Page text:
Exploitation Route The developed hardware and treatment planning protocols have the potential to offer a paradigm-shifting advance in the treatment and management of neurological disorders. We have received significant interest from neuroscientists about the use of the technology for a wide range of applications. The developed software tools are likely to generate impact both on the targeted delivery of ultrasound therapy, as well as academics working to understand wave physics and ultrasound metrology. This impact is likely to come about through our open-source software releases, as well as the development of new modelling and domain decomposition approaches that can be applied in many other fields.
Sectors Digital/Communication/Information Technologies (including Software),Education,Healthcare,Manufacturing, including Industrial Biotechology

 
Description The acoustic models being developed as part of this grant are being used by ultrasound and acoustic companies in the private sector, including for transducer design, image reconstruction, and ultrasound dose calculations.
First Year Of Impact 2019
Sector Digital/Communication/Information Technologies (including Software),Education,Healthcare,Manufacturing, including Industrial Biotechology
Impact Types Economic

 
Description Capital Award for Core Equipment at UCL
Amount £650,000 (GBP)
Funding ID EP/T023651/1 
Organisation Engineering and Physical Sciences Research Council (EPSRC) 
Sector Public
Country United Kingdom
Start 11/2019 
End 05/2021
 
Description From the cluster to the clinic: Real-time treatment planning for transcranial ultrasound therapy using deep learning (Ext.)
Amount £952,159 (GBP)
Funding ID EP/S026371/1 
Organisation Engineering and Physical Sciences Research Council (EPSRC) 
Sector Public
Country United Kingdom
Start 08/2019 
End 08/2022
 
Title k-Wave Acoustics Toolbox 
Description k-Wave is an open source MATLAB toolbox designed for the time-domain simulation of propagating acoustic waves in 1D, 2D, or 3D. The toolbox has a wide range of functionality, but at its heart is an advanced numerical model that can account for both linear and nonlinear wave propagation, an arbitrary distribution of heterogeneous material parameters, and power law acoustic absorption. The numerical model is based on the solution of three coupled first-order partial differential equations which are equivalent to a generalised form of the Westervelt equation. The equations are solved using a k-space pseudospectral method, where spatial gradients are calculated using a Fourier collocation scheme, and temporal gradients are calculated using a k-space corrected finite-difference scheme. The temporal scheme is exact in the limit of linear wave propagation in a homogeneous and lossless medium, and significantly reduces numerical dispersion in the more general case. Power law acoustic absorption is accounted for using a linear integro-differential operator based on the fractional Laplacian. A split-field perfectly matched layer (PML) is used to absorb the waves at the edges of the computational domain. The main advantage of the numerical model used in k-Wave compared to models based on finite-difference time domain (FDTD) schemes is that fewer spatial and temporal grid points are needed for accurate simulations. This means the models run faster and use less memory. Major k-Wave versions were released in 2014, 2017, and 2020.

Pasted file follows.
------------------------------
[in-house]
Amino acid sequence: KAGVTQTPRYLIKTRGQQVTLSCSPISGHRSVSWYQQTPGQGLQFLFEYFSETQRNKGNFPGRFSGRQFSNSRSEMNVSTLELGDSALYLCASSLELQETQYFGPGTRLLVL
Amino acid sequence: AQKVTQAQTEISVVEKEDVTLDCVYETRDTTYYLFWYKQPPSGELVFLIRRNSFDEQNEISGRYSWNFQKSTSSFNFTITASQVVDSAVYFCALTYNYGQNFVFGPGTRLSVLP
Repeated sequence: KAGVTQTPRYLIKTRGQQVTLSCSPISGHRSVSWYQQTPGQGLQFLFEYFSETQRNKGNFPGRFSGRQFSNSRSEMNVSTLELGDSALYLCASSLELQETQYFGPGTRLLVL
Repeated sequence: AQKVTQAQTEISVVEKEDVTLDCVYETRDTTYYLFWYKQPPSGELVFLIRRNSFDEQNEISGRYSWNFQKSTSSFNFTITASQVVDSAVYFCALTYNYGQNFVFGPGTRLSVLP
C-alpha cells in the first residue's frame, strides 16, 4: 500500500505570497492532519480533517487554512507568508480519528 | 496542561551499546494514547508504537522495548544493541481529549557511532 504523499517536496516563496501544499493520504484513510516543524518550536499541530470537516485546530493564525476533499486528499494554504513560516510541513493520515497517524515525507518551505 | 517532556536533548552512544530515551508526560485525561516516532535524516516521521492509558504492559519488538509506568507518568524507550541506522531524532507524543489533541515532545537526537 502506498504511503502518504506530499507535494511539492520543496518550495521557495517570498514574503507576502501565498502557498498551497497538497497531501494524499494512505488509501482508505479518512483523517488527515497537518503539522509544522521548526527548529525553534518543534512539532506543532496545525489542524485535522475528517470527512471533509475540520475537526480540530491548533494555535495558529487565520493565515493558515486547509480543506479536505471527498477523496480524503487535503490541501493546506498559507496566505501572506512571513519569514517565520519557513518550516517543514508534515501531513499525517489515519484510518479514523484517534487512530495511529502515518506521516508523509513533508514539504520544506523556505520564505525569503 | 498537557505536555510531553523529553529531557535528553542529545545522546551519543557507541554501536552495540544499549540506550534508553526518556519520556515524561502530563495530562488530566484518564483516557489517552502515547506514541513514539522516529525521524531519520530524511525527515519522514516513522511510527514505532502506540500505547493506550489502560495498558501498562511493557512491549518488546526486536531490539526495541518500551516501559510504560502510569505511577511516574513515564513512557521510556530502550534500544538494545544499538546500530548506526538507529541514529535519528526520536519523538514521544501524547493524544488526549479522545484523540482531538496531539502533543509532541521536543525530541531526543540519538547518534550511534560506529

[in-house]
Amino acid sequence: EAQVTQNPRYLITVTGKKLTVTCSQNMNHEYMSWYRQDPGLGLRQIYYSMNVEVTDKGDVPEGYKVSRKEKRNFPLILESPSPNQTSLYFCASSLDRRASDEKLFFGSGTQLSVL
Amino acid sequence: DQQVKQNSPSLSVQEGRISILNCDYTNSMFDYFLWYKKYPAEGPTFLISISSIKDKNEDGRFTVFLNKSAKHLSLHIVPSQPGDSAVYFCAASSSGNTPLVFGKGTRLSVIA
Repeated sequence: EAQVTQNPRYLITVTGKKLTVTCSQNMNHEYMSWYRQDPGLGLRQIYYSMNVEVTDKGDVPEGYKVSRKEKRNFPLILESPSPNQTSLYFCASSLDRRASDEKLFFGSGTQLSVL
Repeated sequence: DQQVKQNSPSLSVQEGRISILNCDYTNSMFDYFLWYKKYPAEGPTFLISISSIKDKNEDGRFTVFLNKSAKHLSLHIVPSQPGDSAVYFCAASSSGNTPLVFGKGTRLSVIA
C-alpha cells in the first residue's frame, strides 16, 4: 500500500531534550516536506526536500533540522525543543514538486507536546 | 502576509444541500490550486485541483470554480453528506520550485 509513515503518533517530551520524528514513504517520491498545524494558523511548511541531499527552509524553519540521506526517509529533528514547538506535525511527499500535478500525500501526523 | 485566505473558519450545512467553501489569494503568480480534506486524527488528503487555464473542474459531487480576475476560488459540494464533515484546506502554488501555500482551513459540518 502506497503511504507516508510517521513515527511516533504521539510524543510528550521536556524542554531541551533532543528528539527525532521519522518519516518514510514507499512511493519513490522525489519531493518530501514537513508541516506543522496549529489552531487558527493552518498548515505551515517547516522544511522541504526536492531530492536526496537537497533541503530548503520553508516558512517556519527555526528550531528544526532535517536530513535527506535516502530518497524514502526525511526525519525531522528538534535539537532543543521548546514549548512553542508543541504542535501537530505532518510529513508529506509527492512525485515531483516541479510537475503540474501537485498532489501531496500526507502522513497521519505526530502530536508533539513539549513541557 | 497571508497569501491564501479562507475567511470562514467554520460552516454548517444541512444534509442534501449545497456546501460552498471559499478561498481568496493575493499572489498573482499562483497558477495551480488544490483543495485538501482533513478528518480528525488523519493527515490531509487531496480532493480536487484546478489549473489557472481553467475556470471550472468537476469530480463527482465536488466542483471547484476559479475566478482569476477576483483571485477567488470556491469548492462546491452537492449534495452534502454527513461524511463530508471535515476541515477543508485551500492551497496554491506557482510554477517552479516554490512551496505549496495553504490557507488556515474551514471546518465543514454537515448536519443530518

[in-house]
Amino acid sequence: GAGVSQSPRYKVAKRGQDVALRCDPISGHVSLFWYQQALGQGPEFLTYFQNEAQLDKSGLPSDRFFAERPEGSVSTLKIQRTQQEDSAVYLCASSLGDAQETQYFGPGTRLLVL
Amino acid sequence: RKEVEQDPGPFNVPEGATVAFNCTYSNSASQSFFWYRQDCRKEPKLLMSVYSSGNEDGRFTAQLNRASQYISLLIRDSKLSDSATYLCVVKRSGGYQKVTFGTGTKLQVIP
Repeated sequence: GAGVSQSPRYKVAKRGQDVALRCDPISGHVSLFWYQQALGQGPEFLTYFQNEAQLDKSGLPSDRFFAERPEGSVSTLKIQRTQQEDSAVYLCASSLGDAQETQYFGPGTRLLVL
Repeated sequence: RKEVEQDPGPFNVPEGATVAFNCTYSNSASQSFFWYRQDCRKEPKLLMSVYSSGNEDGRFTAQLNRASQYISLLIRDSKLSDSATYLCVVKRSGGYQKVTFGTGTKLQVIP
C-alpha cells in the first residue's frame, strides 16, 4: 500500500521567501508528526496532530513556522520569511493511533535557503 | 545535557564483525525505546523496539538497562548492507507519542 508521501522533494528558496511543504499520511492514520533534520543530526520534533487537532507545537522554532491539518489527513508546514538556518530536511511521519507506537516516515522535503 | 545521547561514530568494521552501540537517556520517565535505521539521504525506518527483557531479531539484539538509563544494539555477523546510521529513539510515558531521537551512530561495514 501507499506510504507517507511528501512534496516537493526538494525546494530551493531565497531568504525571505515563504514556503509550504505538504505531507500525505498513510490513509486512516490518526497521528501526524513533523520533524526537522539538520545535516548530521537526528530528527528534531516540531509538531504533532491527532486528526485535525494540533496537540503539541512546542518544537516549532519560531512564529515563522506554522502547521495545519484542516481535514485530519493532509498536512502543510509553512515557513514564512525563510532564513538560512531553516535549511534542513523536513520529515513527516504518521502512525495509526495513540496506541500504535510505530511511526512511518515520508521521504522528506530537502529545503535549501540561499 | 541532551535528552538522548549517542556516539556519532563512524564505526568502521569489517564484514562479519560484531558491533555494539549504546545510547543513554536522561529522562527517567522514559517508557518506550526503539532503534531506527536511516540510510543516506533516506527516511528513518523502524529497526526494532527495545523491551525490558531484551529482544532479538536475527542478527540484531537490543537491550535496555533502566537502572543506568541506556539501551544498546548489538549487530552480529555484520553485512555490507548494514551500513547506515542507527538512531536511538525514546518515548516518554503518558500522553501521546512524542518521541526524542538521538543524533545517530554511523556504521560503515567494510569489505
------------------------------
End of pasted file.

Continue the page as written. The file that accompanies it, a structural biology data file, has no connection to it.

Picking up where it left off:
Type Of Technology Software 
Year Produced 2020 
Open Source License? Yes  
Impact The toolbox is widely used in academia and industry, and has been used for research into transcranial ultrasound, ultrasound therapy, the development of novel ultrasound sources, photoacoustic imaging, and many other applications. There have been ten releases of the toolbox. It currently has more than 11,000 registered users in 70 countries. A 2010 paper describing the first release of the toolbox has >650 citations, and the active online user forum has >3000 posts.